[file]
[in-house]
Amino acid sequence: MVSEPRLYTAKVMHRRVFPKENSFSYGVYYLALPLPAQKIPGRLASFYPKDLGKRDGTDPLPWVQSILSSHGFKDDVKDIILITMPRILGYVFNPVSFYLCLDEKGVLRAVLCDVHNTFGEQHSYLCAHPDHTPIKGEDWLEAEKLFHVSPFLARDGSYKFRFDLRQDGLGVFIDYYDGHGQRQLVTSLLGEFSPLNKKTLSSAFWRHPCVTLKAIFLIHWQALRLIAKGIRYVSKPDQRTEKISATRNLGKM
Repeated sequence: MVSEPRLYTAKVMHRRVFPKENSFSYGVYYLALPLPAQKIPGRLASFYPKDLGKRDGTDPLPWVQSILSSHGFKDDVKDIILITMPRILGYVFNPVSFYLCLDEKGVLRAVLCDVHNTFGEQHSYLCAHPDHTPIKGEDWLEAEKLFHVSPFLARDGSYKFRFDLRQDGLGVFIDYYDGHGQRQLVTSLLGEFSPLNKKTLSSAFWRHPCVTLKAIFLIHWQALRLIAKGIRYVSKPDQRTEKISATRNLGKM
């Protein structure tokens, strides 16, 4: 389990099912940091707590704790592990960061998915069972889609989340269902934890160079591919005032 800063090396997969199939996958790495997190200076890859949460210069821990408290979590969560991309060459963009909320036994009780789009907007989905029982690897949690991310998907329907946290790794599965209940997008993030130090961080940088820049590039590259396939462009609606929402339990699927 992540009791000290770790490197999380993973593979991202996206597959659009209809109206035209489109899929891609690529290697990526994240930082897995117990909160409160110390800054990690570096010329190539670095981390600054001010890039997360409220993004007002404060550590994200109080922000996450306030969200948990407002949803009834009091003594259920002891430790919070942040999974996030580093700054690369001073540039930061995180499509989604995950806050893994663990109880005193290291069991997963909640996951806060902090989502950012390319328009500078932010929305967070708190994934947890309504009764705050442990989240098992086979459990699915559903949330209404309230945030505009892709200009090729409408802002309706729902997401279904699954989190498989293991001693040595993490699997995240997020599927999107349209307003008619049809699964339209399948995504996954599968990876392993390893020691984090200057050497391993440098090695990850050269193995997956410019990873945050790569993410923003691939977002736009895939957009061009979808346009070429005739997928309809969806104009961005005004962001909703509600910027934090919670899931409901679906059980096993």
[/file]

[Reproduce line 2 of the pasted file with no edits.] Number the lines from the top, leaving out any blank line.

Amino acid sequence: MVSEPRLYTAKVMHRRVFPKENSFSYGVYYLALPLPAQKIPGRLASFYPKDLGKRDGTDPLPWVQSILSSHGFKDDVKDIILITMPRILGYVFNPVSFYLCLDEKGVLRAVLCDVHNTFGEQHSYLCAHPDHTPIKGEDWLEAEKLFHVSPFLARDGSYKFRFDLRQDGLGVFIDYYDGHGQRQLVTSLLGEFSPLNKKTLSSAFWRHPCVTLKAIFLIHWQALRLIAKGIRYVSKPDQRTEKISATRNLGKM